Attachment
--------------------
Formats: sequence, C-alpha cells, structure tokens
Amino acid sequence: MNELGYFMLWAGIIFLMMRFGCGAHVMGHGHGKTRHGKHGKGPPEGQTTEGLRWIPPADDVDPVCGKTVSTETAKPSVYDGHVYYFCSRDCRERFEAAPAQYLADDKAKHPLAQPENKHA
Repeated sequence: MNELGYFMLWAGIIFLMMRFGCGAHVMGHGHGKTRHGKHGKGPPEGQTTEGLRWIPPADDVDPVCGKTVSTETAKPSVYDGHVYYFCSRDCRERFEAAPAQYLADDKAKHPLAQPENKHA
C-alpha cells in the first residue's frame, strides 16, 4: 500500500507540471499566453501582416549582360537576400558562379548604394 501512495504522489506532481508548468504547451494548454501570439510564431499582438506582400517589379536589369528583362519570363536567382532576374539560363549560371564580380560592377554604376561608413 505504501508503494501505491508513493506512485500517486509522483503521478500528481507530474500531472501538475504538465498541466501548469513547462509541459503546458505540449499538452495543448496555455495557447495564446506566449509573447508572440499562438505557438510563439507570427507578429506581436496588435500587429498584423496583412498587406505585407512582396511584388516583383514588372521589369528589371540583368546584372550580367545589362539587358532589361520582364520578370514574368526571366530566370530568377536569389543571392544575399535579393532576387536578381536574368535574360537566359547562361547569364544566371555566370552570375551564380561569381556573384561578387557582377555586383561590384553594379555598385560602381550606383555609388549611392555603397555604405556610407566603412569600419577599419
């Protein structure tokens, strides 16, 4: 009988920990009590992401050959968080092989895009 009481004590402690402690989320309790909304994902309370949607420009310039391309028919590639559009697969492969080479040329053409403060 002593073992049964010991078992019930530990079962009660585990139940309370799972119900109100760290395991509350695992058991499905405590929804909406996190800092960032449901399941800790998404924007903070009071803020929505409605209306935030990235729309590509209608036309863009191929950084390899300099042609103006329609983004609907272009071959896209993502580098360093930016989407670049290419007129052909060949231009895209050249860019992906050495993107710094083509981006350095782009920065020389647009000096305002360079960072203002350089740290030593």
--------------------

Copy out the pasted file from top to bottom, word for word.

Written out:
Formats: sequence, C-alpha cells, structure tokens
Amino acid sequence: MNELGYFMLWAGIIFLMMRFGCGAHVMGHGHGKTRHGKHGKGPPEGQTTEGLRWIPPADDVDPVCGKTVSTETAKPSVYDGHVYYFCSRDCRERFEAAPAQYLADDKAKHPLAQPENKHA
Repeated sequence: MNELGYFMLWAGIIFLMMRFGCGAHVMGHGHGKTRHGKHGKGPPEGQTTEGLRWIPPADDVDPVCGKTVSTETAKPSVYDGHVYYFCSRDCRERFEAAPAQYLADDKAKHPLAQPENKHA
C-alpha cells in the first residue's frame, strides 16, 4: 500500500507540471499566453501582416549582360537576400558562379548604394 501512495504522489506532481508548468504547451494548454501570439510564431499582438506582400517589379536589369528583362519570363536567382532576374539560363549560371564580380560592377554604376561608413 505504501508503494501505491508513493506512485500517486509522483503521478500528481507530474500531472501538475504538465498541466501548469513547462509541459503546458505540449499538452495543448496555455495557447495564446506566449509573447508572440499562438505557438510563439507570427507578429506581436496588435500587429498584423496583412498587406505585407512582396511584388516583383514588372521589369528589371540583368546584372550580367545589362539587358532589361520582364520578370514574368526571366530566370530568377536569389543571392544575399535579393532576387536578381536574368535574360537566359547562361547569364544566371555566370552570375551564380561569381556573384561578387557582377555586383561590384553594379555598385560602381550606383555609388549611392555603397555604405556610407566603412569600419577599419
């Protein structure tokens, strides 16, 4: 009988920990009590992401050959968080092989895009 009481004590402690402690989320309790909304994902309370949607420009310039391309028919590639559009697969492969080479040329053409403060 002593073992049964010991078992019930530990079962009660585990139940309370799972119900109100760290395991509350695992058991499905405590929804909406996190800092960032449901399941800790998404924007903070009071803020929505409605209306935030990235729309590509209608036309863009191929950084390899300099042609103006329609983004609907272009071959896209993502580098360093930016989407670049290419007129052909060949231009895209050249860019992906050495993107710094083509981006350095782009920065020389647009000096305002360079960072203002350089740290030593």